18 Theodore Porter, "Objectivity as Standardization: The Rhetoric of Impersonality in Measurement, Statistics, and Cost-Benefit Analysis," in Rethinking Objectivity, ed. Allan Megill (Durham, 1994), 209; David Theo Goldberg, Racial Subjects: Writing on Race in America (New York, 1997), 34. For Vaile's statement, see Margo Anderson, The American Census: A Social History (New Haven, 1988), 147.
19 Anderson, American Census, 133 - 34; Francis A. Walker, "Restriction of Immigration," Atlantic Monthly, 77 ( June 1896), 828.
20 Higham, Strangers in the Land, 143; Francis A. Walker, "The Great Count of 1890," Forum, 15 ( June 1891), 406 - 18. See also Francis A. Walker, "Immigration and Degradation," ibid. (Aug. 1891), 634 - 44. There is more than one way to interpret such census data. Urban families tend to have fewer children than do farm families, and families of the middle classes are usually smaller than those of the laboring population.
21 Horace Kallen, Culture and Democracy in the United States: Studies in the Group Psychology of the American Peoples (New York, 1924), 98. Walker's assumptions regarding "natural" population increase also involved sophistry. In 1873 Walker criticized that theory as Elkanah Watson had postulated it. Noting that the population of the United States had increased by about one-third during each of the two decades following the 1790 census, Watson projected population increases up to 1900 based on that rate of growth. Walker disagreed, stating that "geometric progression is rarely attained, in human affairs." Yet in the 1890s Walker resuscitated Watson's theory to support the restrictionist agenda, ignoring the criticisms he had made twenty years before. Francis Walker, "Our Population in 1900," Atlantic Monthly, 32 (Oct. 1873), 487 - 95; William Peterson, The Politics of Population (New York, 1964), 198 - 200.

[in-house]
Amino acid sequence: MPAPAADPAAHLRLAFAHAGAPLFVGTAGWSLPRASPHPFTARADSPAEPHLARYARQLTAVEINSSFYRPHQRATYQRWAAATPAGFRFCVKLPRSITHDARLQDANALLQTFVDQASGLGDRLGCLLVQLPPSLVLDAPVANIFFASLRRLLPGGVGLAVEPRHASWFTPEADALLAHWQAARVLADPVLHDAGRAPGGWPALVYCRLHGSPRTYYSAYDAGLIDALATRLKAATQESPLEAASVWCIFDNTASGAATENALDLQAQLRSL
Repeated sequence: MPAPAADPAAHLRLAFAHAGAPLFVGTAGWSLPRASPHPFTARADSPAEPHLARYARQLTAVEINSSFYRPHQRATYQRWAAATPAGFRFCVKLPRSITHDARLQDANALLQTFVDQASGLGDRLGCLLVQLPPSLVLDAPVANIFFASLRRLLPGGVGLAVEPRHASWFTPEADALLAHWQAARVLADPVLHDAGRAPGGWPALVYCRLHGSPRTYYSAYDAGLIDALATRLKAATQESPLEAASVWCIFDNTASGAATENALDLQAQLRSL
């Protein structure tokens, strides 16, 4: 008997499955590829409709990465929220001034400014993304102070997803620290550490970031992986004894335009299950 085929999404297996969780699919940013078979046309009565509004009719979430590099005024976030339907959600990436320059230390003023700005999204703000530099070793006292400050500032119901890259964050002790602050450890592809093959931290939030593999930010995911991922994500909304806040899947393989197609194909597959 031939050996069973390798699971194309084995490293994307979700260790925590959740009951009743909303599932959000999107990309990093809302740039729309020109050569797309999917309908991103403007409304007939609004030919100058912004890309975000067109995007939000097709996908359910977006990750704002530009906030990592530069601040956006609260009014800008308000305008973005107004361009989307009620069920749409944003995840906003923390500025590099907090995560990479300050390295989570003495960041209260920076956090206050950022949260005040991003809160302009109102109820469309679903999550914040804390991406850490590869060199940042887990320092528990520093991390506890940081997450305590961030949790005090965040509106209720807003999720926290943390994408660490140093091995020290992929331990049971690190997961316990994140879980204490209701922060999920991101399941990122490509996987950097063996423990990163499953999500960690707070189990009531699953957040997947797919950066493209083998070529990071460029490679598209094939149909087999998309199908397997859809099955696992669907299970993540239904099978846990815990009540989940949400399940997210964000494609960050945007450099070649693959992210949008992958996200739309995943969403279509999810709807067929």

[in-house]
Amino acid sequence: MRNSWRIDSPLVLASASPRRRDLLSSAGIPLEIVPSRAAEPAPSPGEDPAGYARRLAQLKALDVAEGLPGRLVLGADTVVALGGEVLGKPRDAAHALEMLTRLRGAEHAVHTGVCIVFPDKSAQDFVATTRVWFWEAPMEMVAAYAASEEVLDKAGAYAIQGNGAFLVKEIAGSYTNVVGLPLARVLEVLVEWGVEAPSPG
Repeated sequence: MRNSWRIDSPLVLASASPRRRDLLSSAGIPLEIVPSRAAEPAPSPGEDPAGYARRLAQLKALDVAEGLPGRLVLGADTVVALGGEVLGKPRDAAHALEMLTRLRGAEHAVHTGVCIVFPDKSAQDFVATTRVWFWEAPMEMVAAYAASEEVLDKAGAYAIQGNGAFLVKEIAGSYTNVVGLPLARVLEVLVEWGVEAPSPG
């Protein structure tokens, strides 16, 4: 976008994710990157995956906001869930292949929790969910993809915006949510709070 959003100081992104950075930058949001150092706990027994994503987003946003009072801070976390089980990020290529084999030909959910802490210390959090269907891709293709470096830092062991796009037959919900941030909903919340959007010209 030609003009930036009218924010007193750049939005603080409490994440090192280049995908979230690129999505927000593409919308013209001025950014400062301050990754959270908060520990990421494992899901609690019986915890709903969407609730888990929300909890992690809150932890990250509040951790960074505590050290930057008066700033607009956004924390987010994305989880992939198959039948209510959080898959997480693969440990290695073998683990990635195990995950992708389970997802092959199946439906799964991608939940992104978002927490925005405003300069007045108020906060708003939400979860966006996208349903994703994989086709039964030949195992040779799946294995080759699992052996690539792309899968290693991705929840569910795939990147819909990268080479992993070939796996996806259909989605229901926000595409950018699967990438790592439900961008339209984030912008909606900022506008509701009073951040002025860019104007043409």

22 Madison Grant, The Passing of the Great Race (New York, 1916), 104; Edward Lewis, Nation or Confusion? A Study of Our Immigration Problems (New York, 1928), 79; Madison Grant and Charles Stewart Davison, eds., The Alien in Our Midst; or, "Selling our Birthright for a Mess of Pottage " (New York, 1930), 15; "Immigration and Population," Transactions of the Commonwealth Club of California, 17 (Oct. 1922), 1, copy in "Immigration, California" file, box 2, Paul Scharrenberg Papers (Bancroft Library, University of California, Berkeley).
23 New York Herald Tribune, Dec. 13, 1939, clipping, "Career and Funeral" file, box 3, Correspondence of Joseph Hill, Records of the Assistant Director of Statistical Standards, Records of the Chief Statistician, Administrative Records of the Census Bureau, RG 29 (National Archives); U.S. Congress, Senate, Reports of the Immigration Commission, "Occupations of the First and Second Generations of Immigrants in the US and Fecundity of Immigrant Women," 61 Cong., 2 sess., Jan. 12, 1910.